View details of when the congress bell will arrive in your local parish church.

The bell will arrive in the local parish Church at the indicated times.  These times may be subject to local variations so keep an eye out for more information on your local bulletin.

Timetable

Click to download detailed Timetable

29th September – Thursday

Arriving by boat along the Barrow to Carlow at 7pm with procession to the Cathedral.

1st October – Saturday

Askea – 9.30am

Graiguenamanagh – 11am

St Mullins – 2pm

Leighlinbridge – 4pm

Bagenalstown – 6pm

Departs for Tullow at 8pm

2nd October – Sunday

Tullow – 11am (TV Broadcast Mass) Note Time Change

Rathvilly – 2pm

Kiltegan – St. Patrick’s College – 3.45pm

Baltinglass – 5.30pm

Graiguecullen – 8.15pm

3rd October – Monday

Arles – 2pm

Stradbally – 3.30pm

Abbeyleix – 6pm

Portlaoise – 7.30pm

4th October – Tuesday

Mountrath – 11.30am Note Time Change

Mountmellick – 2pm

Killeigh – 4pm

Daingean – 6pm

Portarlington – 8pm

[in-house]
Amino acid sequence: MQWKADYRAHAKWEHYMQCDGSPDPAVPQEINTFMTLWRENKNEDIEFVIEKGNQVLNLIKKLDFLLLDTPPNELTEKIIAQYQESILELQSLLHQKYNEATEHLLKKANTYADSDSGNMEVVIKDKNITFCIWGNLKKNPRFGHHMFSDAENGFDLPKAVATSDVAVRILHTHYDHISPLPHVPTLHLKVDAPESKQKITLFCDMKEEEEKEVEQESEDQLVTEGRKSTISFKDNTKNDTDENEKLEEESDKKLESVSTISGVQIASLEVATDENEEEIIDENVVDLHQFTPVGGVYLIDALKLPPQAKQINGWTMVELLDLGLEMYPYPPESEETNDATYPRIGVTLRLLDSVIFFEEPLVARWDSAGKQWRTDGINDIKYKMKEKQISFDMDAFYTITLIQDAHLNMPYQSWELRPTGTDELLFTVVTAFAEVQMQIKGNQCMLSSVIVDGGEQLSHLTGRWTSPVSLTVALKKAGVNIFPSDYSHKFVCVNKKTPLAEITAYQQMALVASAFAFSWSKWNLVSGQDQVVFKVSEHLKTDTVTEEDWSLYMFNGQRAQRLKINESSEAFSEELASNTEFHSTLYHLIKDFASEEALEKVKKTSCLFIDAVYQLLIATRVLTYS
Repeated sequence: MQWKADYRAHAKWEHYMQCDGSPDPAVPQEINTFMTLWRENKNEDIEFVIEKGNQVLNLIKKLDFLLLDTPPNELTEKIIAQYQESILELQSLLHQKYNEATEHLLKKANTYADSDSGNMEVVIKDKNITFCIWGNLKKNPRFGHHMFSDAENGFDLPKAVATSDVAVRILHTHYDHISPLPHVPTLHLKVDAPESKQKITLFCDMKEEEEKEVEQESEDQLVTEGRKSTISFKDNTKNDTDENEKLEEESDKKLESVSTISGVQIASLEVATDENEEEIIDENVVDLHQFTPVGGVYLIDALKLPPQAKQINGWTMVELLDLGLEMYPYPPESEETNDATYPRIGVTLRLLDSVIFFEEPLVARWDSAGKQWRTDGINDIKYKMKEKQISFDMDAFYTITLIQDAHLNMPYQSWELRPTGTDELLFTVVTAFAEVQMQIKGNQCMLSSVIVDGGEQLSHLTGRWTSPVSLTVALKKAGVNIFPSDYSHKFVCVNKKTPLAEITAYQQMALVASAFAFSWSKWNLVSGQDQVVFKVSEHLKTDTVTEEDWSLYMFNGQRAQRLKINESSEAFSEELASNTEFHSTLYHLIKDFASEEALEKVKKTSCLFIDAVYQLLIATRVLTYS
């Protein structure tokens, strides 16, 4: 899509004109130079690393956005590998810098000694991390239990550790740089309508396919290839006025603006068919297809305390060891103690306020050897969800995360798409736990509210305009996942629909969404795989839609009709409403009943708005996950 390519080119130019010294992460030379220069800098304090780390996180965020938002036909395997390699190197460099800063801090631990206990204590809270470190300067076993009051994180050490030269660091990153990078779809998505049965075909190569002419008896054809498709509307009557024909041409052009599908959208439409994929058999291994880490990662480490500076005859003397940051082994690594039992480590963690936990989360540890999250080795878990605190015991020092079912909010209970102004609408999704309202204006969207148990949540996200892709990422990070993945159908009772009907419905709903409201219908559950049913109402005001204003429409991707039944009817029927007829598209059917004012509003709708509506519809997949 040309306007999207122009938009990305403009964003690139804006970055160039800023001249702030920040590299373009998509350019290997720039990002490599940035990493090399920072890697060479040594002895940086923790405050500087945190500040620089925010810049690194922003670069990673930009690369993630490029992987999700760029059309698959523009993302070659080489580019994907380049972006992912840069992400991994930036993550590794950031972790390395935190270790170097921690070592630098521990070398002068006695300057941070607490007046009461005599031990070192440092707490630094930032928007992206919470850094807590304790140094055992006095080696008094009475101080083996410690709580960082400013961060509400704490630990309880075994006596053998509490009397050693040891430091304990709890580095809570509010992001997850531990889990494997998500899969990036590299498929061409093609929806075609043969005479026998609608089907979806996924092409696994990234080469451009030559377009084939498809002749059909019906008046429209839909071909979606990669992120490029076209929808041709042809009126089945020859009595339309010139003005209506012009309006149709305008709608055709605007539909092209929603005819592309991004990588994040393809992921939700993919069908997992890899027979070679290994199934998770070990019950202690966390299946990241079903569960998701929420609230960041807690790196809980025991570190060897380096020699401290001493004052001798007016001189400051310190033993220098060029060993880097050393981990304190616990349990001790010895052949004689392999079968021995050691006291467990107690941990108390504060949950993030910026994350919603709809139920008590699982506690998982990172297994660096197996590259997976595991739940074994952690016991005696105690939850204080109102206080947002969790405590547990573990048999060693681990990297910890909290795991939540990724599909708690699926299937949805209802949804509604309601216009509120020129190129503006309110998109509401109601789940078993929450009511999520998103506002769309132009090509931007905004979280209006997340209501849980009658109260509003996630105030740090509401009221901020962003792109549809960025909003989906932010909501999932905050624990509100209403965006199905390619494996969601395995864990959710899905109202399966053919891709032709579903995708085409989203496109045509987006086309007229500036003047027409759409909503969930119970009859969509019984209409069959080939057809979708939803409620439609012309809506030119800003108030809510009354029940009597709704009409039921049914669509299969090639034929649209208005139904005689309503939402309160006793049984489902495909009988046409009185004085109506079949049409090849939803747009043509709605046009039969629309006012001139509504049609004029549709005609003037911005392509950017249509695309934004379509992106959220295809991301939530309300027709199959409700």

5th October – Wednesday

Ballinakill – 12noon

Kildare – 7.30pm

6th October – Thursday

Carbury – 2pm (updated)

Newbridge – 7.30pm

7th October – Friday

Caragh – 2pm

Two Mile House – 7.30pm

8th October – Saturday

Naas (St. Davids) – 6.30pm

Procession to Church of Irish Martyrs (arrival 8pm)

9th October – Sunday

Kilcock – 9am

Depart 10.30am – Followed by the passing of the Bell to the Meath Diocese Note time change

 

The Eucharistic Congress Bell will be in the diocese from September 29th until October 8th. It will arrive by boat on the river Barrow to Carlow, from where it will be brought to the Cathedral before journeying across the diocese.

The visit of the bell is a call to the congress itself next Summer and an invitation to all of us to prepare for this important event in our history. The bell was chosen for Ireland as a call to congress because of its historical significance. In the very early days of Christianity in Ireland the bell was seen as one of the principal symbols of this new Christian religion. It was a new sound ringing out from our monasteries,churches and chapels, calling people to prayer and announcing the presence of faith. It was the custom of St. Patrick to give a hand-bell to one of his followers whenever he was left in charge of a local Church.

Come along to a location near you and get to be part of this unique occasion – you might even get to ring the bell!